Indian fashion has always been fascinating and intriguing, its clothing shows great diversity and displays phenomenal designs and elegant embroidery.
It truly is a representation of Indian culture and traditions. India is an influential player in the textile market and is known for how well-developed its cotton industry has always been. It’s completely astonishing to find out how far back India’s relation with fashion goes, India’s history of clothing travels back to the 5th millennium BC in the Indus Valley civilization, and has only progressed ever since. Have a look at how Indian dressing has evolved throughout important eras.
“A wool exceeding in beauty and goodness that of sheep”- Herodotus, an Ancient Greek historian.
The Indus Valley civilization was known as the bronze age in regions of South Asia and is the earliest proof of textile being produced in india. The clothing was made out of cotton that was grown locally. During those times, men wore garments made out of loin cloth and women wore wrapped skirts. They made sandals out of wood and cloth and decorated themselves with ornaments and jewellery, they would make moulds for metal and terracotta. Gold jewellery consisted of brooches, head ornaments and large earrings
The Vedic era (1500-500BC) is the Bronze Age and the early Iron Age of the history of india, it is also known as the “the heroic age” of ancient Indian civilization. Vedic clothing was simple and effective rather than something that required a lot of stitching. Women wore a form of Ghagra choli where they pleated skirts around their waists and knotted in front, they also wore a style of sari with the most basic draping. Men tend to wore dhotis and lungis, a lower garment known as “paridhana” or “vasana” was fastened with “mekhlana” or “rasana” which would act like a belt. Another classic clothing was the “pravara” which was worn in the winters. The people decorated themselves with jewellery such as finger rings, arm bands, fillets and necklaces.
The Gupta period (mid-to-late 3rd century CE to 543 CE) was known as the golden age of India. It made immense contributions to countless inventions and discoveries in multiple industries. Stitching became very popular so most of the garments during the Gupta era were sewn and cut. A long sleeved tunic was the costume for the privileged and well-known people. During the Gupta period men would grow out their hair and often wore headgear such as turbans while women wore flowers in their hair. Women wore an “Angharkha” tunic and a heavy skirt tied at the hips known as “Ghagri”, a lot of the clothing was made of muslin, they accompanied that with a lot of jewellery made from gold and ivory such as anklets, head jewellery, large earrings (known as kundana), necklaces and pendants.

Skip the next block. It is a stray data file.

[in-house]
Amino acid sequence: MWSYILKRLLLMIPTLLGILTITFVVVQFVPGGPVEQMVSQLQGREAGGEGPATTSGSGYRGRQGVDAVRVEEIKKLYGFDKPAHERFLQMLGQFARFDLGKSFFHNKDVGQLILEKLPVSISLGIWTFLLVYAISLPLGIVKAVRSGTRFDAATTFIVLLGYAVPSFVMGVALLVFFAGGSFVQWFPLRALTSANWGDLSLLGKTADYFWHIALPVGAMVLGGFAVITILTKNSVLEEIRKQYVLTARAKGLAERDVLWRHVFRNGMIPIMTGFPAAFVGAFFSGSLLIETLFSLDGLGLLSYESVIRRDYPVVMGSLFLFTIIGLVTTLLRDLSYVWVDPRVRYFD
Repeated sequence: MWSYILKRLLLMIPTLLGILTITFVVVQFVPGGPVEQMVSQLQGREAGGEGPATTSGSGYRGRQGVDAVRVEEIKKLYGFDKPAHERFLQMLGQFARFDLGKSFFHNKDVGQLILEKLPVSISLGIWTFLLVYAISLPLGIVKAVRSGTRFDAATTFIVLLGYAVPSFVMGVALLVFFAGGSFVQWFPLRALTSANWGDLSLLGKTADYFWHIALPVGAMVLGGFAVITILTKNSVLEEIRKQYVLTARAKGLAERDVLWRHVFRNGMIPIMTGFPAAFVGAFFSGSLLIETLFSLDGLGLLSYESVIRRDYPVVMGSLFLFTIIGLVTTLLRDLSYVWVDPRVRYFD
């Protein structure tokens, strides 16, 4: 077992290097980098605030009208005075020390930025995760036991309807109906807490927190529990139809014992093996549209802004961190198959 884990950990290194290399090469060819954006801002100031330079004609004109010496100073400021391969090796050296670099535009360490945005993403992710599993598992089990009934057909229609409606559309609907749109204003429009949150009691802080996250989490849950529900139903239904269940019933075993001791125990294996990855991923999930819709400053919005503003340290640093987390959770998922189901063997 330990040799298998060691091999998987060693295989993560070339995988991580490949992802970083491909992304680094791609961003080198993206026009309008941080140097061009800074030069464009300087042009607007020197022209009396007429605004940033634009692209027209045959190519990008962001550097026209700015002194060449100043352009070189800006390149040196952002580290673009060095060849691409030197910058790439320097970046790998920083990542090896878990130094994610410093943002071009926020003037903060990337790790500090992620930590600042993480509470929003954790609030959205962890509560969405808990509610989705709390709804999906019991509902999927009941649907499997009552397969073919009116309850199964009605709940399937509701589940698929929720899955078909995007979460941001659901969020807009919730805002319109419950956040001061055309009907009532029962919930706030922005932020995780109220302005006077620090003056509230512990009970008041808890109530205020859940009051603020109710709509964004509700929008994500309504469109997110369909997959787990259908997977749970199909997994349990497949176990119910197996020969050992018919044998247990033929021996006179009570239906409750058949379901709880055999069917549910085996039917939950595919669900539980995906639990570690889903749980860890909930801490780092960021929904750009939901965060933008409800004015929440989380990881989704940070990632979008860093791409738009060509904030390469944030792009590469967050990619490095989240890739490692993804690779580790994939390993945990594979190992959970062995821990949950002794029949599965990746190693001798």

The Mughal period (1526-1761) progressed India’s growth and contact with the outside commercial world. The clothes during the Mughal era were luxurious and extravagant, infact, india led the fashion industry during the 16th and 17th centuries.They used various fabrics such as silk, muslin and velvet. The women wore numerous garments that we still wear today such as shalwar, churidar, gharara and farshi and in the winter, they would wear “qabas” which was a coat made out of kashmir shawl cloth. The men wore “Jama”, a long coat shaped like a tunic, and over coats called “chogha”which means “cloak” and “atamsukh” which means “giver of comfort to the soul” the Mughals also started wearing pajamas as a lower garment which we continue to wear to this day. They also wore a turban or “pagdi” as headgear. The Mughals were extremely fond of jewellery and wore jewelled turbans, head-jewellery, bangles, large earrings, bold rings, arm bands and nose rings.
The British raj (1858-1947) is the period when the British ruled over the Indian subcontinent. The British raj ended up having a major western influence on Indian clothing. The culture of wearing blouses came from the British, women wore Indian sarees, but with foreign blouses and petticoats. The men started wearing formal trousers and suits made from linen and wool, they also wore an upper garment called “Angarkha” which overlaps and is tied to the left or right shoulder. The British raj also helped in the development of the material “khadi” which is a natural woven fibre which helped lesson our dependency on British textiles and goods.
Over the years, Indian fashion has developed and progressed according to trends.It has been exposed to various new materials which help come up with new and unique ideas. Ethnic wear such as sarees, salwar kameez and lehenga are better than ever as new ideas are implemented to glamorize traditional Indian clothing and progress into the world of fashion. Indian clothing has become more vibrant and colorful, Designers learnt how to combine both ethic and western fashion together to create a fushion of both styles, This is also known as contemporary clothing. Indian fashion is especially highlighted in Bollywood, weddings and other flamboyant events. Several fashion designers are now famous international names such as Manish Malhotra, Sabyasachi, Ritu Kumar, Rohit bal and Tarun Tahiliani.
To conclude, Indian fashion has evolved immensely throughout the years and has progressed into a classy and stylish industry. Indians have worn their culture with pride throughout centuries, the people of india have developed along with its fashion industry which has flourished into something incredible in the modern era and continues to do so.